Upper limit switch search

Discussion in 'Miscellaneous Repairs & Maintenance' started by Dan Wilson, Sep 26, 2021.

  1. Dan Wilson

    Dan Wilson Active Member

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    My popup stops two inches short of a full open requiring taking out the drill for the last few turns. I am trying to find where the upper limit switch is located so I can at least tinker with it to eliminate this issue. I am posting a photo of the winch for your edification and any advice.
     

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  2. WrkrBee

    WrkrBee Un-Supported Member

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    There is no limit switch that stops a drill when raising. On electric winches, there should be an upper and lower limit switch to stop the winch motor. Stopping short when raising or lowering is a good thing.
     
  3. Dan Wilson

    Dan Wilson Active Member

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  4. WrkrBee

    WrkrBee Un-Supported Member

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    I did not misread the question. It was not stated clearly.
     
  5. Grandpa Don

    Grandpa Don Well-Known Member

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    There are limit switches visible in your photo. It is that very large nut with the small ball in the center. You have an upper limit switch and a lower limit switch. This must be an electric winch that you are using a drill to raise and lower. That shaft with the very fine thread is what moves that plate forward and backwards until it hits the switch. If you are using the winch motor and it stops too soon, then you are hitting the upper limit switch too soon. Even though you are using a drill, that plate might be bottoming out and stopping the raising motion because it it mechanically binding. If you are using a drill, which is the best way, then those limit switches are useless. To adjust that plate you have to remove that small brass colored nut and the small shaft. Then physically rotate that bigger plate a few turns away from the bottomed out position. After you do that, you might have to adjust that 7/16 inch bolt to prevent the lower limit switch from binding. As stated above, if you are using a drill to raise and lower the top, then those switches and that plate are useless and not needed. I have had to make this adjustment several times after I replaced my cable due to new cable stretch. It is very easy to adjust once you understand how it works.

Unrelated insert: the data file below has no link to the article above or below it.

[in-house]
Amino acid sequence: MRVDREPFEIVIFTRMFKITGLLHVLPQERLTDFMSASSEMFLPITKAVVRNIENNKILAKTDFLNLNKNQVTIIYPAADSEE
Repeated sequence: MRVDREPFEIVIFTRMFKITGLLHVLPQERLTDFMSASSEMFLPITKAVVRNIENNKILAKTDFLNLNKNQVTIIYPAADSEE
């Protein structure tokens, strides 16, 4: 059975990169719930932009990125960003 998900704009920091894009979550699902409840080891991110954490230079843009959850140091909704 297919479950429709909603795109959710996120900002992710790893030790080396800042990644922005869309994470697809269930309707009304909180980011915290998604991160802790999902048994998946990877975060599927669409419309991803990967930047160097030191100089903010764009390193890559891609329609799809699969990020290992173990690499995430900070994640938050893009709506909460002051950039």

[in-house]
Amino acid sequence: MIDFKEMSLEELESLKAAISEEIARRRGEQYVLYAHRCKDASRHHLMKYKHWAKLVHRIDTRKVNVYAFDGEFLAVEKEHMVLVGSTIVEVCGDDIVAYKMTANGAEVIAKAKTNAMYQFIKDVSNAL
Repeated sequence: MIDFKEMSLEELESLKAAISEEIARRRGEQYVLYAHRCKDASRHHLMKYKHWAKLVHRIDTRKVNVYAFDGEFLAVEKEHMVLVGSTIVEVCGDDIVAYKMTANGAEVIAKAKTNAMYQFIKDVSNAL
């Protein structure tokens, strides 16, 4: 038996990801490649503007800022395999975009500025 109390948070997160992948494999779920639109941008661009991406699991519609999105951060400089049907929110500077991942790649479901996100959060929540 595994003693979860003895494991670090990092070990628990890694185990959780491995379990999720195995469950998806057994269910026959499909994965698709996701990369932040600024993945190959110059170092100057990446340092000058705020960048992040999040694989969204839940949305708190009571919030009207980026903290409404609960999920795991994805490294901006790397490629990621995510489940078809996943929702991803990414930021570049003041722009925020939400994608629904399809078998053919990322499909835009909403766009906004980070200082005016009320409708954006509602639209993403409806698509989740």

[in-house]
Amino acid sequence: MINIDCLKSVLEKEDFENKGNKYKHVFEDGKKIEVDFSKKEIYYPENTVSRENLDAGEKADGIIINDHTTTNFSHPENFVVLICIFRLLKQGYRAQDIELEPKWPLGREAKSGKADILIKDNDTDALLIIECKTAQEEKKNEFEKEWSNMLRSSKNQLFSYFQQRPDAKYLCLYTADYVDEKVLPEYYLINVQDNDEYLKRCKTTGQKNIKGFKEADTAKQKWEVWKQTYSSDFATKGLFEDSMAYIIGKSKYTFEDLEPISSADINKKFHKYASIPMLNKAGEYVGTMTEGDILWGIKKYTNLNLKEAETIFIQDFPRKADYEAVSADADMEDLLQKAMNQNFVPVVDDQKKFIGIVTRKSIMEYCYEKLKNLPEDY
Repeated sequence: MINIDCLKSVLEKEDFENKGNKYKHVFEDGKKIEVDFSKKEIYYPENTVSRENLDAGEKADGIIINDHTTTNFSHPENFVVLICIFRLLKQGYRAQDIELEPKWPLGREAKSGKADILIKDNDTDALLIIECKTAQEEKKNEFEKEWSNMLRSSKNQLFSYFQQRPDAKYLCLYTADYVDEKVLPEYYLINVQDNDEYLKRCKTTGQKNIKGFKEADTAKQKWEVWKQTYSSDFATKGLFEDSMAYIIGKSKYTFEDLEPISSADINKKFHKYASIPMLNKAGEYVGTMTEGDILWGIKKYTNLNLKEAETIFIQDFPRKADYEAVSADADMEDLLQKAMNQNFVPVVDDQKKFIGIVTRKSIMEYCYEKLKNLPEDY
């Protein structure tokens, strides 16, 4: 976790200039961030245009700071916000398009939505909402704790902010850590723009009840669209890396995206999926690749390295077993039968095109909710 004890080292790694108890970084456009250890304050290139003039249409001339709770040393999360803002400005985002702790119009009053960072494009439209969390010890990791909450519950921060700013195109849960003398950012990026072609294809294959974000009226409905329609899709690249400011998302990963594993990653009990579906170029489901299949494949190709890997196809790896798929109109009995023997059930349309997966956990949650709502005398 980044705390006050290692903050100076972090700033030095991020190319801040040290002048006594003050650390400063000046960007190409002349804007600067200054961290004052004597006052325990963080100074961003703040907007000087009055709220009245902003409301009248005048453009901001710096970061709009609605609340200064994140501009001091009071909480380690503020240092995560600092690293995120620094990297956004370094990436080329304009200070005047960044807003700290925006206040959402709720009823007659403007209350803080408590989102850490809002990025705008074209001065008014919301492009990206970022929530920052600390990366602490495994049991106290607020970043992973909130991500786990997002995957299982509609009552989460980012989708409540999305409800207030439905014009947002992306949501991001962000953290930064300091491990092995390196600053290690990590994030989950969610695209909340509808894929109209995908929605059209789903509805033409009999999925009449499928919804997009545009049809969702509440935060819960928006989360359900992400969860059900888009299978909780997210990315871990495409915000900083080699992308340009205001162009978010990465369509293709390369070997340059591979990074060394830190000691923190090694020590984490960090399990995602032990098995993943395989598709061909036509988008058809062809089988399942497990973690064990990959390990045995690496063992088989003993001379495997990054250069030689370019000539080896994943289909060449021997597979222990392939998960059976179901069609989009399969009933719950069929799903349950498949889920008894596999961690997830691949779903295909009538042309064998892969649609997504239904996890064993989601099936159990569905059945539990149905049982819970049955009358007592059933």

You have to rotate that plate to adjust the upper limit switch, but you adjust that 7/16 bolt on the plate to adjust the lower limit switch.
     
    Last edited: Sep 26, 2021
  6. Grandpa Don

    Grandpa Don Well-Known Member

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    One more thing. When I was still using my electric winch I found those switches to be more trouble than they were worth. I had a Green height gauge wire that I used to tell me when the top was fully up, and a slack lift cable to tell me when the top was fully down. I have since installed a manual winch and the Green wire is all I use to determine the fully up position.
     
  7. Dan Wilson

    Dan Wilson Active Member

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    Thanks, that makes sense. Just to be crystal clear I ONLY use the drill to get the last two inches on the lift. That is why I want to fix the upper limit so I don't have to do that.
    dan
     
  8. Grandpa Don

    Grandpa Don Well-Known Member

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    I understand. But many folks have removed their electric winches in favor of a manual winch because of the very problems you are having. They are great when they work properly. But when the don't, it can ruin a whole camping trip. Some of the problems I've heard about are limit switches out of adjustment, weak batteries, motor failure, blown fuses, and up/down switch failure. There is just too much to go wrong with an electric switch. My Dewalt Cordless 20 volt Max 1/2 inch drive drill does the same job as my electric winch did, only with a lot less stress.

    Let us know how it goes.
     
    Last edited: Sep 26, 2021

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